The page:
In Pennsylvania, if you were named as a beneficiary in a person’s will or by intestacy, you may have to pay taxes on property that you receive. The relationship you have with the deceased individual (decedent) will dictate how high or low the inheritance tax rate will be. However, under certain circumstances, you may be exempt from paying an inheritance tax. If you or a family member has received an inheritance and are concerned about the inheritance tax, you should consult with an experienced Pennsylvania tax lawyer today. The dedicated lawyers at Herr Potts and Potts are prepared to help you handle any Pennsylvania inheritance tax issues. Our lawyers are here to explain when you need to pay taxes on inheritance in Pennsylvania.

How Does the Inheritance Tax Work in Pennsylvania?

Pennsylvania is one of seven states that collects an inheritance tax based off of the value of a decedent’s estate that is conveyed to a beneficiary. Therefore, the value of the assets you receive and your relationship to the decedent will determine the percentage of your tax liability.

Inheritance taxes are tied to the state where the decedent resided and passed away. Inheritance taxes are not paid according to where the beneficiary lives, and if an out-of-state relative left you an inheritance, you would not have to pay taxes on it unless the state they resided in had inheritance taxes. However, if the decedent left you property that is located in Pennsylvania, you will owe inheritances taxes for the property.

Pennsylvania’s inheritance tax applies to all real and tangible personal property located within Pennsylvania when decedent passed away. Examples of property that is subject to the inheritance tax include:

  • Cash
  • Automobiles
  • Furniture
  • Jewelry
  • Antiques

Intangible personal property like stocks, bonds, bank accounts, IRAs, 401 (k) plans, and many other items are taxable regardless of where they are located.

As mentioned above, the inheritance tax rate will be determined based on the beneficiary’s relationship with the decedent. In Pennsylvania, spouses and the decedent’s children that are under the age of 21 do not have to pay the inheritance tax. However, other family members and non-related beneficiaries must pay inheritance taxes on the following scale:

  • 5% for transfers of property to lineal descendants (children, grandchildren, etc.,)
  • 12% for property given to siblings
  • 15% for transfers made to distant relatives (aunt, cousin, niece) and unrelated beneficiaries

Certain charitable organizations, government entities, and other institutions may be exempt from Pennsylvania’s inheritance tax. If you need to know more about Pennsylvania’s inheritance tax, you should speak with an experienced Delaware County elder law lawyer.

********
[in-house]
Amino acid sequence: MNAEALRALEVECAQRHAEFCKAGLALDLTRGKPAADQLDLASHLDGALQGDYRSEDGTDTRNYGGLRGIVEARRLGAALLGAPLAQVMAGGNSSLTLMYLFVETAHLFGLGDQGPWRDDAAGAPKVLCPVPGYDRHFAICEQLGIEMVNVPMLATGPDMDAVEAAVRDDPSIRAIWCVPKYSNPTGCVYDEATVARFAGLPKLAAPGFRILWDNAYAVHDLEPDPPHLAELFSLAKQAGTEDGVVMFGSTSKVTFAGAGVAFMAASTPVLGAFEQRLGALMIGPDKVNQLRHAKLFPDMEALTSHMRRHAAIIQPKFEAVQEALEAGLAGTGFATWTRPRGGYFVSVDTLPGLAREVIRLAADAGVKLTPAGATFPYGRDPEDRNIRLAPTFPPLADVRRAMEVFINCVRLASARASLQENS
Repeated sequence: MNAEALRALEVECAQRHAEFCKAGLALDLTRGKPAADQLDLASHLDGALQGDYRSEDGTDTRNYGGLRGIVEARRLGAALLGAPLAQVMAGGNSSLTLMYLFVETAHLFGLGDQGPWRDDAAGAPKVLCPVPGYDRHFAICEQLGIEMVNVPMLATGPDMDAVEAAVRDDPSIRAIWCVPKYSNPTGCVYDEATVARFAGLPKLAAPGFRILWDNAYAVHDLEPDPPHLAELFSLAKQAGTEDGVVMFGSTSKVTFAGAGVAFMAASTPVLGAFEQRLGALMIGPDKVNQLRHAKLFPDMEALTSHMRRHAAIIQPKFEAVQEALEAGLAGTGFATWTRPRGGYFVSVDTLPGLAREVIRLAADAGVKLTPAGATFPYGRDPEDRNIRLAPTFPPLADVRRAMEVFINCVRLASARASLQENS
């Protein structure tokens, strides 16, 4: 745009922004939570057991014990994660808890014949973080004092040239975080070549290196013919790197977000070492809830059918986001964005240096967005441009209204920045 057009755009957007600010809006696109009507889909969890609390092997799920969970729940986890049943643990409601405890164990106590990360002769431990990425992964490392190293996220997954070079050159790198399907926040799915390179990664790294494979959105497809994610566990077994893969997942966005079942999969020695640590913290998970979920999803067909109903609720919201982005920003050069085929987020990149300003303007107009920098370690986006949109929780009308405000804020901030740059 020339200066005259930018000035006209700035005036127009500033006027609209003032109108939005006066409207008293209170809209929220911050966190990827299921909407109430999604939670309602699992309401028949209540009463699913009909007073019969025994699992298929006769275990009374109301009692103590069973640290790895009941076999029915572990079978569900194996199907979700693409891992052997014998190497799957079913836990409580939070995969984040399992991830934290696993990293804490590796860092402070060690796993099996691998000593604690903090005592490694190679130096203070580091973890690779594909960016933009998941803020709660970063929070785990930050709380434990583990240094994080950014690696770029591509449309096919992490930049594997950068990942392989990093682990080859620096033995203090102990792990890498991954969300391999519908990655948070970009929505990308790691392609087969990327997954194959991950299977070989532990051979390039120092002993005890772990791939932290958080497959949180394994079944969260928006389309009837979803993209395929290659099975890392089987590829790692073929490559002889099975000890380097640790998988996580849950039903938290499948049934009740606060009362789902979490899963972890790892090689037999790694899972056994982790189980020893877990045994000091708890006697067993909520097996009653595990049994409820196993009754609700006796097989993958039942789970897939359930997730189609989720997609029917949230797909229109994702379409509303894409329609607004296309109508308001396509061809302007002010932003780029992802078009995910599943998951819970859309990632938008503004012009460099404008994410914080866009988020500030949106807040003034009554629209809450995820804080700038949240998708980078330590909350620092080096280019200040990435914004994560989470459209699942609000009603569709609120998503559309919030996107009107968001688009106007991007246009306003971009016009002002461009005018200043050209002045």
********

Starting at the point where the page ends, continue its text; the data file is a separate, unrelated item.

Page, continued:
When Should I File My Inheritance Tax Return?

If they are subject to Pennsylvania’s inheritance tax rate, a beneficiary must file an inheritance tax return within nine months of the date of decedent’s death. In some cases, the decedent may choose a personal representative or executor to handle the administration of the estate. If an executor is not chosen, Pennsylvania’s Register of Wills may appoint one to handle the estate administration and probate. If an individual is chosen or appointed to the role of executor, they will be responsible for filing the inheritance tax return.

A beneficiary may be able to secure a discount on their inheritance tax rate. The nine-month deadline for paying the inheritance tax begins once the decedent passes away. Under Pennsylvania law, if a beneficiary pays the inheritance tax within three months of the decedent’s death, they may receive a five percent discount on the tax paid or the tax due, whichever is less.

If the decedent resided in Pennsylvania at the time of their death, the inheritance tax return must be filed in the same county the decedent passed away in. If the decedent was not a resident of Pennsylvania when they passed away, the inheritance tax return could be filed with a Register of Wills that issues Letters of Administration or Letters Testamentary. The inheritance return can also be filed with Pennsylvania’s Department of Revenue, Bureau of Individual Taxes.

Having knowledge of Pennsylvania’s inheritance tax can help you create a successful estate plan to provide for your loved ones. For beneficiaries, understanding Pennsylvania’s inheritance laws will help you make an appropriate plan to handle any tax liabilities you may have.

West Chester Estate Planning Attorneys Can Help You File an Inheritance Tax Return

If you or a family member needs assistance filing a Pennsylvania inheritance tax return, you should speak with an experienced West Chester estate planning attorney today. At Herr Potts and Potts, our attorneys are prepared to help you create an estate plan that meets all of your unique goals. To schedule a confidential consultation for your case, call us at (610) 254-0114 or reach us online.